Mark Minnoch, Author at SafeLogic

All posts by author

22 Dec 2016

FIPS Module 3.0 for OpenSSL 1.1 Update

(L to R) Tony Busciglio (Acumen), Ashit Vora (Acumen), Mark Minnoch (SafeLogic), Steve Marquess (OpenSSL) Not pictured: Ryan Thomas (Acumen)

(L to R) Tony Busciglio (Acumen), Ashit Vora (Acumen), Mark Minnoch (SafeLogic), Steve Marquess (OpenSSL) Not pictured: Ryan Thomas (Acumen)

In December, Acumen Security hosted our kick-off meeting for the FIPS Module 3.0 validation effort. I was SafeLogic’s delegate, Steve Marquess represented OpenSSL, and Ashit Vora, Tony Busciglio, and Ryan Thomas attended for Acumen. With the expected adoption of TLS 1.3 and upcoming algorithm transition deadlines (outlined in NIST SP 800-131A), the OpenSSL-SafeLogic-Acumen Security partnership strives to deliver a FIPS module that works with OpenSSL 1.1 during the 2017 calendar year.

For this project to be successful, we will need additional Project Sponsors. Technology vendors that plan to deliver products using OpenSSL 1.1 in the future should consider sponsorship to support the effort. Financial contributions from Project Sponsors will help fund the engineers developing the code (OpenSSL) and the FIPS Laboratory (Acumen Security) for their validation testing services.

Here is the tentative schedule for the FIPS Module 3.0:

January 2017: Receive initial contributions from Project Sponsors
February 2017: Technical parameters locked in for development
March 2017: OpenSSL team begins development to meet FIPS requirements
May 2017: Development checkpoint
July 2017: SafeLogic reviews FIPS Module, finalizes FIPS 140-2 documentation
August 2017: Acumen submits FIPS 140-2 report to CMVP
October 2017: CMVP provides report comments to Acumen (2 month queue time expected)
November 2017: CMVP issues FIPS 140-2 certificate for FIPS Module 3.0 (for OpenSSL 1.1)

Important Notes:

1. Additional Project Sponsors are needed to make their initial contributions in January to begin the process on time.
2. All development and testing work is scheduled based upon sponsorship contributions being delivered as planned. Additional sponsors will mitigate risk of delays.
3. FIPS Module 3.0 Technical Objectives and Sponsorship information are available here: https://wiki.openssl.org/index.php/FIPS_module_3.0
4. Early releases of the FIPS code will be available from Github for public review and testing.
5. For a quick history of how the OpenSSL/SafeLogic/Acumen team came together, please see our July announcement.

How Can My Company Become a Sponsor?

Thank you for your interest! We welcome additional sponsors to support this crucial development for the community. Please contact me directly to discuss and stay tuned for additional updates here at the SafeLogic blog.

13 Sep 2016

Format Change for Modules In Process List at CMVP

Modules In Process ListThere has been a fairly significant change in the way that the NIST website displays the status of encryption modules that are undergoing FIPS 140-2 testing and validation. The NIST Modules in Process List website now contains two separate reports, drawing a clear distinction between Implementation Under Test (IUT) and Modules in Process (MIP).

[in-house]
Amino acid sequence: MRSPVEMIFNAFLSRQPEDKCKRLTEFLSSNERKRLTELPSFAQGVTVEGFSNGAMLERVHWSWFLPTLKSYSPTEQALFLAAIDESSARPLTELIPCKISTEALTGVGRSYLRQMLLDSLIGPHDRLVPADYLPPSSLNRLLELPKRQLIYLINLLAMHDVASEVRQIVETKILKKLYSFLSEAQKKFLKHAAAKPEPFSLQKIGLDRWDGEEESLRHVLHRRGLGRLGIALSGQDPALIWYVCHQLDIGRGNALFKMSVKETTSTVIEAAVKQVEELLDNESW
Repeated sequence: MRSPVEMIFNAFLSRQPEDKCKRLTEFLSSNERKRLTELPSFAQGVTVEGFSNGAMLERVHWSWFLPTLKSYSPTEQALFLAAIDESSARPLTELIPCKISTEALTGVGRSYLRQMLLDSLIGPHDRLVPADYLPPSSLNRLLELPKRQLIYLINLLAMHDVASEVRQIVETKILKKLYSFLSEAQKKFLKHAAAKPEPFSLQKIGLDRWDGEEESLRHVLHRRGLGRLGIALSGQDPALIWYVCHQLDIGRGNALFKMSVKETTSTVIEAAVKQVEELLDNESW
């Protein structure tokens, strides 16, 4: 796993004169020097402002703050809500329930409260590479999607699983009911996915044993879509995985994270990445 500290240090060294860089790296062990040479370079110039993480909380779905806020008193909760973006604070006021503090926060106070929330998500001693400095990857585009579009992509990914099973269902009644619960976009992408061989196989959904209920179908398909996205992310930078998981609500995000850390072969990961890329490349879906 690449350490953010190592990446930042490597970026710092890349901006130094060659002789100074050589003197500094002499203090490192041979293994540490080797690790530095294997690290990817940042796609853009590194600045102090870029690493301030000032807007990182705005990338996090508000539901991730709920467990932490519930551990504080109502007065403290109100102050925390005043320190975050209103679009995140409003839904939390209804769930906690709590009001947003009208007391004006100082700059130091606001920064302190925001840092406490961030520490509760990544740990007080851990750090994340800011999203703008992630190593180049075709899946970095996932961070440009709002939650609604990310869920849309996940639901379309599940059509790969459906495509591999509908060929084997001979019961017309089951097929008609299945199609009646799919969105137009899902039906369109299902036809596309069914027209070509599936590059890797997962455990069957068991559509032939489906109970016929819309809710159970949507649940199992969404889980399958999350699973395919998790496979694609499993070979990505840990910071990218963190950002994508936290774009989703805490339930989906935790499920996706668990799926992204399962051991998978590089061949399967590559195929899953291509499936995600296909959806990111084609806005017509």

The FIPS 140-2 Implementation Under Test List (IUT List) contains cryptographic modules that are in the testing process with a FIPS Laboratory. The IUT Date indicates when the cryptographic module was first added to the list.

Sample IUT List entries:

CMVP Modules In Process List

Once a report package has been submitted to the CMVP by the FIPS Laboratory, a cryptographic module will be removed from the IUT List and then added to the MIP List.

The FIPS 140-2 Modules In Process List (MIP List) contains the cryptographic modules that are stepping through the following milestones:

  • Review Pending – The CMVP received a complete report package
  • In Review – Report Reviewers assigned at the CMVP
  • Coordination – CMVP comments returned to the FIPS Laboratory
  • Finalization – Administrative processing to post the certificate

Sample MIP List entries:

CMVP Modules In Process List

Both lists are updated daily and available as PDFs from the NIST website. Note that participation is optional, and a vendor may elect to not be listed on one or either list.

What does this mean for my FIPS 140-2 strategy?

Essentially, the IUT status loses its luster. By drawing a clear differentiation between IUT and MIP, the former becomes simply a voluntary “We’re working on it!” claim while the latter signifies actual progress. Federal procurement officers used to check the In Process List and would be encouraged by any company appearing there, but the IUT list will become less important, especially for module entries that are months old and their progress has stagnated.

For SafeLogic customers, IUT status was never relevant in the first place. RapidCert catapults clients directly to MIP status because there is no delay between initiating the process and delivering documentation to CMVP. With our project management team and the processes already arranged with our preferred testing laboratories, SafeLogic customers will appear only on the MIP List during their brief waiting period for validation. Unless, of course, you prefer stealth mode. Imagine the looks on your rivals’ faces when you appear on the Validated List before they even make it off the IUT List!

As always, feel free to contact me with any questions. We’re ready when you are.

7 Sep 2016

How to Read a FIPS 140-2 Validation Listing

I’m pleased to provide a breakdown of exactly what you will find on the NIST website when reviewing a FIPS 140-2 validation listing. Whether you are a federal procurement officer, a technical consultant, a vendor representative, an end user, or really any role that may deal with FIPS 140-2, you should be able to interpret and verify the information on these certificates after reading this post. Bookmark this page for future reference, in fact. If you have any further questions, please don’t hesitate to contact me directly at Mark@SafeLogic.com. I’m here to help.